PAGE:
A buyer’s agent can make the process of relocating to a new area significantly less stressful by guiding you around the many land mines that can pop up when relocating. Without a buyer’s agent you’re really on your own, as the selling agent works for the person selling the property and ultimately looks out for their best interests. Making the decision to use your own buyer’s agent ensures you are represented fairly in the transaction.
You need to keep in mind that real estate markets can be vastly different from region to region. Understand the buying “culture” and market where you are relocating, is extremely important. Your agent can clarify for you the differences on large things such as taxes, zoning, and other area restrictions as well as smaller items such as what items usually convey in a transaction. Understanding how the culture is different from where you live now can help you to make a more informed decision.
N.B.A.A. has pulled together some tools, tips, and resources to help you be proactive regarding your upcoming relocation.
The Seven Mistakes that Smart People Make When Relocating and How to Avoid Them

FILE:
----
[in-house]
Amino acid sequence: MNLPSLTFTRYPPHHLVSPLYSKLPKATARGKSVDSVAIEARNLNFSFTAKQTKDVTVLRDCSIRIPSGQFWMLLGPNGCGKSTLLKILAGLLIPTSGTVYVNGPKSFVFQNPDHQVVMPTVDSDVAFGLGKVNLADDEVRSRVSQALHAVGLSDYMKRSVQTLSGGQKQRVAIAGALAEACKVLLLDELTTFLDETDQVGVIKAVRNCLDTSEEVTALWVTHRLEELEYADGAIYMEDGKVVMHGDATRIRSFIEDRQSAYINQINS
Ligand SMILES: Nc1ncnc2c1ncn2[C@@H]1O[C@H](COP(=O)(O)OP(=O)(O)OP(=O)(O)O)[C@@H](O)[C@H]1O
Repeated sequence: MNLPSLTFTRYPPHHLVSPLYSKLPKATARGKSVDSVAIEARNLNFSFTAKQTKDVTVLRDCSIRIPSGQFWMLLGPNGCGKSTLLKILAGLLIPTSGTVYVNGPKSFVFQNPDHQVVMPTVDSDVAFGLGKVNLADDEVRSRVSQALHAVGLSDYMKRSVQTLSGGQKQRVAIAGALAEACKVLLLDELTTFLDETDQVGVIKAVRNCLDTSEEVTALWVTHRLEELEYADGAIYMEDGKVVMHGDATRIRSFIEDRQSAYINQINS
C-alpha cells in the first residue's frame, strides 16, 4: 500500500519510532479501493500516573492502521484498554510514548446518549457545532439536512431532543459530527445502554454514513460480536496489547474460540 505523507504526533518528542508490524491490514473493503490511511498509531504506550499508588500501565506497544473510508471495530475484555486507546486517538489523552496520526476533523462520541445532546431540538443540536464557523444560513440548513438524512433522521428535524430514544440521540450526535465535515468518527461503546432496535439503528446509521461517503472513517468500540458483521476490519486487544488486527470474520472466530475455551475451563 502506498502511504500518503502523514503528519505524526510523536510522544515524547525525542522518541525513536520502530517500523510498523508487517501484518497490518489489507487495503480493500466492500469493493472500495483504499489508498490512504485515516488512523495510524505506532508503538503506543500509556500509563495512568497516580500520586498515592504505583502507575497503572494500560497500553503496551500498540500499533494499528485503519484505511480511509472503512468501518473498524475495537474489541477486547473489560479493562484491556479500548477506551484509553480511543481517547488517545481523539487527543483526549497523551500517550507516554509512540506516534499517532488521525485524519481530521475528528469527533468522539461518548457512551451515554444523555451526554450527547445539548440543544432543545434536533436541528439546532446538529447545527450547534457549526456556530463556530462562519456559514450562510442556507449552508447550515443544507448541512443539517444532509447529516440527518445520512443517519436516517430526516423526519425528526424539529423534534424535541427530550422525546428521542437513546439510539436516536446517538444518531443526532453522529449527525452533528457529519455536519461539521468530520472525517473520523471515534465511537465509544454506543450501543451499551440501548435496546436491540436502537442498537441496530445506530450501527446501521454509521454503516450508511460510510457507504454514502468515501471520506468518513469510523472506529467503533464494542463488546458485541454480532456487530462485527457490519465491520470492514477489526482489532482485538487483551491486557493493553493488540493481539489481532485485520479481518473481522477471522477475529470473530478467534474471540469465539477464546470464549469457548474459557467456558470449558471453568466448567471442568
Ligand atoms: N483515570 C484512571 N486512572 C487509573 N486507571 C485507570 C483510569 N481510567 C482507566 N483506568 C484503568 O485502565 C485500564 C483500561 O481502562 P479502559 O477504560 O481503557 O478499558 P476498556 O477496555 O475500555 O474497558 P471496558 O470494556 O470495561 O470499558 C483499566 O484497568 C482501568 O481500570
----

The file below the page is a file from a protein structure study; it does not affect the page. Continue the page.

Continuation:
Not Knowing about Schools
Choosing the Wrong Realtor
Not Understanding Agency
Not Having A Home Inspection
Choosing the Wrong Lender:
Not Purchasing Title
Insurance and Staking Survey
Choosing the Wrong Moving Company
Trailing Spouse Tips
Finding out that your spouse is being transferred to a new location can be overwhelming to say the least. It is likely that your spouse is excited about the move and the new job challenges that lay ahead. While you, the trailing spouse, may be feeling the complete opposite experiencing fear, stress, and even resentment.
Why is your spouse being asked/required to transfer?
Does your spouse’s firm offer any relocation assistance?
How does the cost of living differ from where you live now?
What does the town offer?
Have you considered the family members needs